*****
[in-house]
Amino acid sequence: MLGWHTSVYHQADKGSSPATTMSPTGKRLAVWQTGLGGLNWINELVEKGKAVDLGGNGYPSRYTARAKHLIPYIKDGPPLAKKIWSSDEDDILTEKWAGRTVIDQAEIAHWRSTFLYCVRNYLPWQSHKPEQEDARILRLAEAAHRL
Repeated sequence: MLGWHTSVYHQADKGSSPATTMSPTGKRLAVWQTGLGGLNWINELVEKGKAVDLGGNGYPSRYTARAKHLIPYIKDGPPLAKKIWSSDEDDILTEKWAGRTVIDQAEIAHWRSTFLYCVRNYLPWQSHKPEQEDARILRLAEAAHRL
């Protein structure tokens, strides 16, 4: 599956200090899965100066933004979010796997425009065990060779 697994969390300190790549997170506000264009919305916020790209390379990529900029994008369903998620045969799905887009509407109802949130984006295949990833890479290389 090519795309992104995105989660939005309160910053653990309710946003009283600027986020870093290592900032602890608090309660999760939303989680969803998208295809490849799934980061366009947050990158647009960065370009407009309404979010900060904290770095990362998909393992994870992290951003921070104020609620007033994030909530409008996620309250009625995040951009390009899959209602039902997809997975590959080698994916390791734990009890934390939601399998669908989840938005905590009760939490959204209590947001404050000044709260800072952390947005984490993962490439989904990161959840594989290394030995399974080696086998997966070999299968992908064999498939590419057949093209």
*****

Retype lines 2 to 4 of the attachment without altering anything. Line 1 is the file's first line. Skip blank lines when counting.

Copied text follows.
Amino acid sequence: MLGWHTSVYHQADKGSSPATTMSPTGKRLAVWQTGLGGLNWINELVEKGKAVDLGGNGYPSRYTARAKHLIPYIKDGPPLAKKIWSSDEDDILTEKWAGRTVIDQAEIAHWRSTFLYCVRNYLPWQSHKPEQEDARILRLAEAAHRL
Repeated sequence: MLGWHTSVYHQADKGSSPATTMSPTGKRLAVWQTGLGGLNWINELVEKGKAVDLGGNGYPSRYTARAKHLIPYIKDGPPLAKKIWSSDEDDILTEKWAGRTVIDQAEIAHWRSTFLYCVRNYLPWQSHKPEQEDARILRLAEAAHRL
């Protein structure tokens, strides 16, 4: 599956200090899965100066933004979010796997425009065990060779 697994969390300190790549997170506000264009919305916020790209390379990529900029994008369903998620045969799905887009509407109802949130984006295949990833890479290389 090519795309992104995105989660939005309160910053653990309710946003009283600027986020870093290592900032602890608090309660999760939303989680969803998208295809490849799934980061366009947050990158647009960065370009407009309404979010900060904290770095990362998909393992994870992290951003921070104020609620007033994030909530409008996620309250009625995040951009390009899959209602039902997809997975590959080698994916390791734990009890934390939601399998669908989840938005905590009760939490959204209590947001404050000044709260800072952390947005984490993962490439989904990161959840594989290394030995399974080696086998997966070999299968992908064999498939590419057949093209």